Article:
If your nipples are compressed and slanted like a tube of lipstick during or after breastfeeding, you are experiencing what is known as lipstick nipple latch.
This results from an improper latch and can occur with or without pain. Correcting your baby’s latch should solve the problem.
To help correct your baby’s latch, the Office on Women’s Health offers these tips:
- Tickle the baby’s lips with your nipple to encourage him or her to open wide.
- Pull your baby close so that the baby’s chin and lower jaw moves in to your breast.
- Watch the baby’s lower lip and aim it as far from the base of the nipple as possible so that the baby takes a large mouthful of breast.
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How To Correct & Avoid Lipstick Nipple
Fortunately, there are ways to avoid lipstick nipple. Once you notice it’s an issue, you can help your baby latch properly and soon see signs of change.
- Rule out any medical issues, such as tongue-tie, that could be impacting your baby’s latch.
- If you notice lipstick nipple latch, gently remove your baby from the breast using your finger, and help him latch properly.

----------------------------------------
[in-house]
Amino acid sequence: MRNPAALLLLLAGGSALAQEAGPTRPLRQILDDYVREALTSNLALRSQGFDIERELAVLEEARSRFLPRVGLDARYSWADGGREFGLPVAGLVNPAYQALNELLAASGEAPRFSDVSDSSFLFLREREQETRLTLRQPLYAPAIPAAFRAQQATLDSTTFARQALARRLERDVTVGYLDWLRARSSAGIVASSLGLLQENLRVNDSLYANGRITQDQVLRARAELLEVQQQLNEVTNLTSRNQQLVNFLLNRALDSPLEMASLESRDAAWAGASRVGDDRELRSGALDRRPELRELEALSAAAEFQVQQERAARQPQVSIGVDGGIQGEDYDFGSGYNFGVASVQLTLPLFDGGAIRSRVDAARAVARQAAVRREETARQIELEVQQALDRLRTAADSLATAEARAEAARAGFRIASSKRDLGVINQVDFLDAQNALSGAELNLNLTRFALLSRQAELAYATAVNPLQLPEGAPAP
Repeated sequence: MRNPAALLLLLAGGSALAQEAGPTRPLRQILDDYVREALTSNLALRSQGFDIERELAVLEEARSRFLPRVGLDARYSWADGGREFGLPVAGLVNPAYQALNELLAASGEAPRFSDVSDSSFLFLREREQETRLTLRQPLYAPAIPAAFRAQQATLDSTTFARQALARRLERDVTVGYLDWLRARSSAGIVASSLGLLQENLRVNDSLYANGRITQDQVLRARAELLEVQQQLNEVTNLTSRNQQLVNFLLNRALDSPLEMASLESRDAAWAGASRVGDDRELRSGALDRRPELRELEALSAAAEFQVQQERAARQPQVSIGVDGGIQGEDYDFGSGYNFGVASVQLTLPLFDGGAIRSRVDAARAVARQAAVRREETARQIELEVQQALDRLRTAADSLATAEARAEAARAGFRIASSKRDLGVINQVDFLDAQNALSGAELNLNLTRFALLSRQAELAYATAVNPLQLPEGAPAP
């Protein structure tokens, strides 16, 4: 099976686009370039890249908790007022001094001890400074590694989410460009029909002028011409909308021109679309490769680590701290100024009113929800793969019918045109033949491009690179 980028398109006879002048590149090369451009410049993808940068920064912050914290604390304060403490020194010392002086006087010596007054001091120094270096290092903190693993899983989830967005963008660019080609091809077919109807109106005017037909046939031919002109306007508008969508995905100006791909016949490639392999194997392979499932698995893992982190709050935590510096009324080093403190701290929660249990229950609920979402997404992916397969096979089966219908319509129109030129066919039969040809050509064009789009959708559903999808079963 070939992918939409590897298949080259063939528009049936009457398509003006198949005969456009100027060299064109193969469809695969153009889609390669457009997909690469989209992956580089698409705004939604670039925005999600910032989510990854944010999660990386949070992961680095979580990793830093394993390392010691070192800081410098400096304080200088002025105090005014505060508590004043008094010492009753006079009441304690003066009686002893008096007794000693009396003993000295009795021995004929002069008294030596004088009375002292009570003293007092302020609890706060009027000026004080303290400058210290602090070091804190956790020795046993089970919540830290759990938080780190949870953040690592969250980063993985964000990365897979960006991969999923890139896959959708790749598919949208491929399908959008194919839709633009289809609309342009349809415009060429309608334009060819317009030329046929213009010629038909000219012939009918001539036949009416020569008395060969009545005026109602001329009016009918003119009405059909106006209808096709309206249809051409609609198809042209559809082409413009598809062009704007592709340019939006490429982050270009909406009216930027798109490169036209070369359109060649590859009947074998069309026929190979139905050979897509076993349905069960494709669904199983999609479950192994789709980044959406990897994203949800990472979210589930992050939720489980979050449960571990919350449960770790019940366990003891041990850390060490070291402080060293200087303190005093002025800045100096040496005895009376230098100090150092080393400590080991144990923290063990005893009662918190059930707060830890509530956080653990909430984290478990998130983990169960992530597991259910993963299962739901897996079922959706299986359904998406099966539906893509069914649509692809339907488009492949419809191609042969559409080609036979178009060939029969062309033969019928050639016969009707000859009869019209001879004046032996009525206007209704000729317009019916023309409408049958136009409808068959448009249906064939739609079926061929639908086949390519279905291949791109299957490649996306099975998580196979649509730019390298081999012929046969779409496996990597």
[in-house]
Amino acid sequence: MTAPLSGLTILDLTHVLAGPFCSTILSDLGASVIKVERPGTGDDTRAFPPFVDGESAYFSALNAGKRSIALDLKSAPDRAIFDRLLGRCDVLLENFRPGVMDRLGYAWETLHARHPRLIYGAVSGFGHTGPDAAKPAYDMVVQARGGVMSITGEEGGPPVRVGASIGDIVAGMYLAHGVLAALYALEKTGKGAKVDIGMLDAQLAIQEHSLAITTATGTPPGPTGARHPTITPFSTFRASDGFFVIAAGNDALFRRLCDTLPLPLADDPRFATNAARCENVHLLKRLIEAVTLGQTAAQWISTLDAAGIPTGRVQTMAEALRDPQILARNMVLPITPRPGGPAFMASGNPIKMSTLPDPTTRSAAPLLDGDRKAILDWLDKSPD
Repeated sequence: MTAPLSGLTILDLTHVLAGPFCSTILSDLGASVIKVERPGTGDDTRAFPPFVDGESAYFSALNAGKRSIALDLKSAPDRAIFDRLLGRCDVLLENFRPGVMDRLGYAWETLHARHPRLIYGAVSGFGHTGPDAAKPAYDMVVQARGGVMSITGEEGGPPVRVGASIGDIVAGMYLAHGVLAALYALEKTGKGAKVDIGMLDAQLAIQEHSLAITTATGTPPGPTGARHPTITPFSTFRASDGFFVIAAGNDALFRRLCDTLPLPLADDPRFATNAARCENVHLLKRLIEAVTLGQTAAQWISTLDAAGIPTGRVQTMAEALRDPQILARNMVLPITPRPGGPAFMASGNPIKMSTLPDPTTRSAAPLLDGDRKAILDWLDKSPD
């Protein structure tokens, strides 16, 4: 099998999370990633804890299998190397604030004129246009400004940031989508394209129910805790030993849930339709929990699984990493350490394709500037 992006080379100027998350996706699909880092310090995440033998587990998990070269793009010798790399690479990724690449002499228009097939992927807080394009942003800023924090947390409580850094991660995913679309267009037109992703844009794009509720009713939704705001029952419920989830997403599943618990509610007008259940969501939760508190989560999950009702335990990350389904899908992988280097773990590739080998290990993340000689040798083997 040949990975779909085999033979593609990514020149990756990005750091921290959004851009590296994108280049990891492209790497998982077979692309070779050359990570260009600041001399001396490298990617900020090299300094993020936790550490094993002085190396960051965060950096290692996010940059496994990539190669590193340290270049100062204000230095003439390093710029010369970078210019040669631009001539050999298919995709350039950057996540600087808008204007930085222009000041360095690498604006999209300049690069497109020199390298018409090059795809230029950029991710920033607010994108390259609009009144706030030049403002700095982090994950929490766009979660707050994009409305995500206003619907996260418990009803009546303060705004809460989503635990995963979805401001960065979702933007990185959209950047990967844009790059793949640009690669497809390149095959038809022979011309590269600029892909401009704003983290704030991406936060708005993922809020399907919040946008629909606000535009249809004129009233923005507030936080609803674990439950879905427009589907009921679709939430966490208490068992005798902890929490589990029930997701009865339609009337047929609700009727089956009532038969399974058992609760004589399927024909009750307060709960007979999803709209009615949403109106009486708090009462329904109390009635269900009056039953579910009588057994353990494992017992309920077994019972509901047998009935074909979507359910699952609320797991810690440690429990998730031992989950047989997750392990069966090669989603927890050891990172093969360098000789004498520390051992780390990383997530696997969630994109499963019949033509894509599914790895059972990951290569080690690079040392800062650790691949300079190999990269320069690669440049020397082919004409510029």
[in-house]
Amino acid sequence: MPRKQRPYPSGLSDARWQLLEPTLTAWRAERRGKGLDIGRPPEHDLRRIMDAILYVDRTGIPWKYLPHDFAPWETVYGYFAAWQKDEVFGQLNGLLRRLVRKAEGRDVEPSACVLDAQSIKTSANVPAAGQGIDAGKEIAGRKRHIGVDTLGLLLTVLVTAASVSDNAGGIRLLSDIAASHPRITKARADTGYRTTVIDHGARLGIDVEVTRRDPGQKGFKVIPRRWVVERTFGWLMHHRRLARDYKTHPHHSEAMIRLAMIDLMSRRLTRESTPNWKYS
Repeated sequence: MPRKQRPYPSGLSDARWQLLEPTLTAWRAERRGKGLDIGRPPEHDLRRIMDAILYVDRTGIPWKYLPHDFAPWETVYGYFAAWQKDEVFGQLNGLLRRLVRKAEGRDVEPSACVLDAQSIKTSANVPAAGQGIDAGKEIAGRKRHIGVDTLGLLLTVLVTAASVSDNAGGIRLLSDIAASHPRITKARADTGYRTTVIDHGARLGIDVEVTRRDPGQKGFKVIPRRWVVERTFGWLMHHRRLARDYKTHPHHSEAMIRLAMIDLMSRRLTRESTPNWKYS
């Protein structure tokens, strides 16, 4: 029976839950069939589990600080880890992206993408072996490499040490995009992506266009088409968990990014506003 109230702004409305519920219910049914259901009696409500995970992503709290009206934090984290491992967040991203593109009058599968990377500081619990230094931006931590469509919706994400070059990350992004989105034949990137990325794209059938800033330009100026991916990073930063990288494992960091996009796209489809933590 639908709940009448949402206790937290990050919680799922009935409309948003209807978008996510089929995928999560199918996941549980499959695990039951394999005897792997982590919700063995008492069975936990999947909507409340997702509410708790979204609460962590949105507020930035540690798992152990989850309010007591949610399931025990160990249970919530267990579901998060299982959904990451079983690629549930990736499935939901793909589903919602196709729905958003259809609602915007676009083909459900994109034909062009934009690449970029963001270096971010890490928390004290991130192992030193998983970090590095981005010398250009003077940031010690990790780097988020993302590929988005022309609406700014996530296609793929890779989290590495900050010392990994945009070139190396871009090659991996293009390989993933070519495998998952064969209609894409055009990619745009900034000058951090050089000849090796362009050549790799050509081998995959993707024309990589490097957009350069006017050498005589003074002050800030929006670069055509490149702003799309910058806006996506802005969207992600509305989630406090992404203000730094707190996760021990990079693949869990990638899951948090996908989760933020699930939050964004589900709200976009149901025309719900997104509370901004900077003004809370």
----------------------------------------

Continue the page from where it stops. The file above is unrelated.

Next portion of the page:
- Gently place pressure on your baby’s chin to encourage him to open his mouth wide.
- Aim your nipple past the gums and toward the roof of your baby’s mouth.
- Have your baby’s lower lip be first to touch your breast at the base of your areola.
- Guide the rest of your baby’s mouth over your areola.
- Ensure your baby’s chin is touching your breast and the lips are curling outward as opposed to inward.
- Switch up your baby’s nursing position. It’s easier for some babies to latch in a football hold as opposed to a cradle hold. Experiment until you find what works.
- Try a nursing prop, like a nursing pillow or boppy (this one worked for me). When used properly, these can take weight off your arms and keep you from letting your baby pull down on your nipple while nursing.
- Reach out to a lactation specialist. They have amazing tips to help your baby latch and may recommend using a nipple shield.
Lipstick Nipple When Breastfeeding
Your nipple should not look like lipstick when breastfeeding.
If it does, that means your baby isn’t latching properly and the latch isn’t secure or deep enough to boost your milk supply or keep your baby full.
Lipstick nipple is common because helping your baby latch properly can be difficult.
Many moms assume that as long as their baby latches and they aren’t feeling an abundance of pain while nursing, everything is fine.
However, evidence of lipstick nipple proves it’s not.
Your child should be securely latched to your entire areola, not just the nipple.